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I would like to outline how the containers will be received and unloaded. You need to check if there are going to be any trees hanging too low or any power lines too low. The truck with the 12.m (40 foot) HQ long container will be about 5.4m High 15 feet high while on the truck. You need to think how it will back in or drive in and turn around. Will the area be too soft and the truck will get stuck in the soft ground?  You will need to have a very long crowbar/pitbar. Like this picture:
2m or 6 foot Pit Bar.jpg
1.  The truck will come with the container on it. The truck has a side loader which will lift the container off of the truck then the driver will place the container on the ground and wait for the dealer to empty the container. The container will need to be set down on firm ground. The width of a container is about 2.4m (8 foot). The Pallets have to slide out straight from the container.  If you try to slide them out and don’t slide all the way out straight, the top of the goods on the pallet will hit the top of the container opening and will not come out. So do not let them tilt forward as they are close to coming out of the door.
IMG_0360 (2).jpg
IMG_0357 (2).jpg
IMG_0342 (2).jpg
2.  When the container arrives, you will need to have some bolt cutters ready because sometimes there is a seal put on the doors. This seal is to make sure no one has opened the container after leaving our factory. If is has been broken, more than likely the Port security opened it for inspection and we are normally advised on this. Here are some pictures of what the seal looks like. You can also grind it off or use a Hacksaw.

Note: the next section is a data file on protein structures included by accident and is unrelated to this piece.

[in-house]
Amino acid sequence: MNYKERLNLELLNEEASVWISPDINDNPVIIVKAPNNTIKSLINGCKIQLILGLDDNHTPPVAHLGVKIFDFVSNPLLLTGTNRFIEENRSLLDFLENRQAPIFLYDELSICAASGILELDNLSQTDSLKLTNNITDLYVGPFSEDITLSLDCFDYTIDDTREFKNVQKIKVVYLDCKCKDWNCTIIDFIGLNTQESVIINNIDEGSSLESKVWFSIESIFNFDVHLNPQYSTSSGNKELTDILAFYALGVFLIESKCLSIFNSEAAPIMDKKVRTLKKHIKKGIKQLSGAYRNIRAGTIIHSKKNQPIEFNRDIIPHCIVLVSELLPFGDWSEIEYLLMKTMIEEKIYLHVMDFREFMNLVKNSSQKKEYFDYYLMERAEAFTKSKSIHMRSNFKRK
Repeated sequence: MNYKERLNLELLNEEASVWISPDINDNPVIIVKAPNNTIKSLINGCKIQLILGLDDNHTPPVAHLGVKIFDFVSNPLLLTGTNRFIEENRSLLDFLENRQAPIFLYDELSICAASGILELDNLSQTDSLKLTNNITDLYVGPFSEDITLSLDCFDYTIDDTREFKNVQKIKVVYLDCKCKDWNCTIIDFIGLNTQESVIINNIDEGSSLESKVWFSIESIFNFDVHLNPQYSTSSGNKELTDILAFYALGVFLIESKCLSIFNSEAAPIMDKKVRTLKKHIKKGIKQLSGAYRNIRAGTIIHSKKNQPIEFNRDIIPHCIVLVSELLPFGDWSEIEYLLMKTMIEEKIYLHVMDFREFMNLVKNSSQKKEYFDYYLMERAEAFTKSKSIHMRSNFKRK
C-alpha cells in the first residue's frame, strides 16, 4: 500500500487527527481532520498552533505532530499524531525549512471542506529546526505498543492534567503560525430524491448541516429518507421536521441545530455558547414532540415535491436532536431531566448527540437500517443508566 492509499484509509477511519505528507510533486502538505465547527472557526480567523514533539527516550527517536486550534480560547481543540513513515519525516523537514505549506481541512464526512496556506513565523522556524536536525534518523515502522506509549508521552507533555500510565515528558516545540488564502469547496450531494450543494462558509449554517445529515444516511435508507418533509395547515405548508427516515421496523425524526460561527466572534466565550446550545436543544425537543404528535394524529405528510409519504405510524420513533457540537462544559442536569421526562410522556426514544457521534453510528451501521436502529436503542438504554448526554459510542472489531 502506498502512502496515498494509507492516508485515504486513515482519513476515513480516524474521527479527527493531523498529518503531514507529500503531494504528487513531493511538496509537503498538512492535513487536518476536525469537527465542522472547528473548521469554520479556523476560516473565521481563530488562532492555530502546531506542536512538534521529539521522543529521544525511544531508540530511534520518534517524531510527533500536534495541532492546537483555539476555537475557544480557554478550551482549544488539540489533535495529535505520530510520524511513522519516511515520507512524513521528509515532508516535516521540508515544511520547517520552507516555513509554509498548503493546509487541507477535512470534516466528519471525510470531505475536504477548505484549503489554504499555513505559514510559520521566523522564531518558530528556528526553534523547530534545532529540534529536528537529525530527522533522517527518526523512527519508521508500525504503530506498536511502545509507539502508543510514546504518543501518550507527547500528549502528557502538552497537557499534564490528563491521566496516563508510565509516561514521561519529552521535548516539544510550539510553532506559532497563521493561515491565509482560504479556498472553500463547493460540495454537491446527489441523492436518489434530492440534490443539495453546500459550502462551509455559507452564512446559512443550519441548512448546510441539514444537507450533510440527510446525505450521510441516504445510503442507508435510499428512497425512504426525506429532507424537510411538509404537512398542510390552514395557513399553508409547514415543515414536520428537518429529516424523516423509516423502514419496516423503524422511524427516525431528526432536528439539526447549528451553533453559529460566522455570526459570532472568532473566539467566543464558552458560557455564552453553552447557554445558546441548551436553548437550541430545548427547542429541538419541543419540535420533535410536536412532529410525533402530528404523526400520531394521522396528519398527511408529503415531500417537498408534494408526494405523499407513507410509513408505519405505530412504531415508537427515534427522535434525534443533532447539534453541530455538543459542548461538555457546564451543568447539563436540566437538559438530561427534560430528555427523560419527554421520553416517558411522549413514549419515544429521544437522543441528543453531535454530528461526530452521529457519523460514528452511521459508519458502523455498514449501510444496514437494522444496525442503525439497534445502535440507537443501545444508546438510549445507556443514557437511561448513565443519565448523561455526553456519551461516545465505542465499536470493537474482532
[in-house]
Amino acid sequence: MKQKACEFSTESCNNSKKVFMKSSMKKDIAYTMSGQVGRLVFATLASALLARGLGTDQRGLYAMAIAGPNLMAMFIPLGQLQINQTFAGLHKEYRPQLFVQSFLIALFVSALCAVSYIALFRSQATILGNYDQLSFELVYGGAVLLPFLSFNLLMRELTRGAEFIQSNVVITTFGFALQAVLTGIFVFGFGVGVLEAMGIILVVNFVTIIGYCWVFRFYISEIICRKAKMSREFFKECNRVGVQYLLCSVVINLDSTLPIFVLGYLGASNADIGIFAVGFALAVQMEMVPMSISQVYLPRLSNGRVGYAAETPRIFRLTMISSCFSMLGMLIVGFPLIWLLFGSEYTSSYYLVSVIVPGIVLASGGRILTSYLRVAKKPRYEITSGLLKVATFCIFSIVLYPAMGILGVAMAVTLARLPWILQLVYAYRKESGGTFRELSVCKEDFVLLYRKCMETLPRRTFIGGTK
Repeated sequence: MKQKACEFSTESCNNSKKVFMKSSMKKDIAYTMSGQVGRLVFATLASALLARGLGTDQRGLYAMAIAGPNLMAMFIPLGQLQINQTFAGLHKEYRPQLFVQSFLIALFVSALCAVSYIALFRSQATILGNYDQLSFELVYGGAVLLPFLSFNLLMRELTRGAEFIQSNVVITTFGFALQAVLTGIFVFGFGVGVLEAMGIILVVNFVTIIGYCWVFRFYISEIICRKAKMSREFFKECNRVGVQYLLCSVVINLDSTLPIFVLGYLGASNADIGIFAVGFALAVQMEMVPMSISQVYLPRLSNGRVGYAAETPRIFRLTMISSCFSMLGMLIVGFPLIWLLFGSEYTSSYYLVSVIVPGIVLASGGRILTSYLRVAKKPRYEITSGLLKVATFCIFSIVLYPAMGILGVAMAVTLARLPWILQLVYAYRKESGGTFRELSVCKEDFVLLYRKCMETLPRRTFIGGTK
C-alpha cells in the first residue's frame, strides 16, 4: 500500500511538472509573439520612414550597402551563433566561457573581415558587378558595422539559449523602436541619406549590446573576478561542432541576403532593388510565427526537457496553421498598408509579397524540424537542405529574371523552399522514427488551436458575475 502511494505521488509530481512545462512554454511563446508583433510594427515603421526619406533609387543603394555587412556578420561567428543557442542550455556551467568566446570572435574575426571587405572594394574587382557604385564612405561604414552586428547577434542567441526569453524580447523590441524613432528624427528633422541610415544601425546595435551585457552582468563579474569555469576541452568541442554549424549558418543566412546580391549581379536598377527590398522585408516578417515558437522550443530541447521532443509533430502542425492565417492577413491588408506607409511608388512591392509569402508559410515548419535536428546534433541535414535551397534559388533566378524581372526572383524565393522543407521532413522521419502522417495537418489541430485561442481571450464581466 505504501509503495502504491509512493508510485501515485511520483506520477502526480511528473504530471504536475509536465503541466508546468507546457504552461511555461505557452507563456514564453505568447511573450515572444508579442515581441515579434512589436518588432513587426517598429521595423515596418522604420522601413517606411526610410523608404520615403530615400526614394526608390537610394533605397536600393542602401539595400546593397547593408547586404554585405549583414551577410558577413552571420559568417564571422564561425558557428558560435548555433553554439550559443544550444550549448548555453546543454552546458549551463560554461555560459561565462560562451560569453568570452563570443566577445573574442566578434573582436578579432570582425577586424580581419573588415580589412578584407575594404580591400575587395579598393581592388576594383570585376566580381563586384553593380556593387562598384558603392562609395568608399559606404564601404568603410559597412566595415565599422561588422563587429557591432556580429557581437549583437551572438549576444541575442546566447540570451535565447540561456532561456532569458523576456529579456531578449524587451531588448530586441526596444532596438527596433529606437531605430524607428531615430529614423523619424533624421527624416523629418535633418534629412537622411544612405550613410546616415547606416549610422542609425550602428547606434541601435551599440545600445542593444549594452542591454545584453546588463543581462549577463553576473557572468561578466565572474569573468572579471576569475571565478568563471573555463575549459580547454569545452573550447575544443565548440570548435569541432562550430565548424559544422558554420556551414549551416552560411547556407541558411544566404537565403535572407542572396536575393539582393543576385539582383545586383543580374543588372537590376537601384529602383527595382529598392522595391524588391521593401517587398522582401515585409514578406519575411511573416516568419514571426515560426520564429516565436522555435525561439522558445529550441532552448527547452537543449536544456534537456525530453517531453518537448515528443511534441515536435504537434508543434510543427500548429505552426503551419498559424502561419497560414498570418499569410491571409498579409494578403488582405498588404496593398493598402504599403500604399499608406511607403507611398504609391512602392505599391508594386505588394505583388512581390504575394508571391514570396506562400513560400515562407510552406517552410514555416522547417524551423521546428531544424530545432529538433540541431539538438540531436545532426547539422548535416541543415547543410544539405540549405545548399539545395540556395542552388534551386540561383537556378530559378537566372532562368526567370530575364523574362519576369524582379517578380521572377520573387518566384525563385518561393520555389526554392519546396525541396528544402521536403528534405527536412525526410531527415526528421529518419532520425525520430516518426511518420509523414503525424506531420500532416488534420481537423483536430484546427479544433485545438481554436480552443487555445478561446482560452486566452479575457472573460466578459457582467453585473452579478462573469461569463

Image 1.webp
Image 2.webp
Warning Sign.webp
Once you get the seal off you can open the doors, but be careful not to open too fast. Open a little and look in to see if there is anything going to fall out of the container and hit you, or maybe a pallet has broken and is resting against the doors. Watch for anything loose on top of the pallets before you slide them out as there maybe something there and will jam it.
Warning Sign for Unloading.jpg

4.  Once the doors are open. You will see some boxes and loose equipment at the door. Obviously pull all of this out and then you will see the first pallet. Be sure there is no loose equipment on the top as we also place stuff on top to make the most of the room. Also check there is nothing on the side of the pallet or under it. It needs to be totally clear to slide out. It is good to have about 7-8 wood/lumber railway sleepers/ties to lie on the ground across with the back of the container and the pallets will slide straight out on to them and then you can lift the pallet out of the ways easier or keep sliding the pallet back to clear the unloading area.  You will need to have very strong, long chains and also hooks. You will see the hook in the pictures. Below in red are some comments from dealers in what they have used for chains. I would suggest you have 30m (100 feet) of chain.  

The chain capacity may be provided as a Working Load Limit (WWL) instead of breaking strength.  A breaking strength of 10886.2 Kg (24,000 lbs) equates to a WWL of about 2267.9 Kg (5,000 lbs).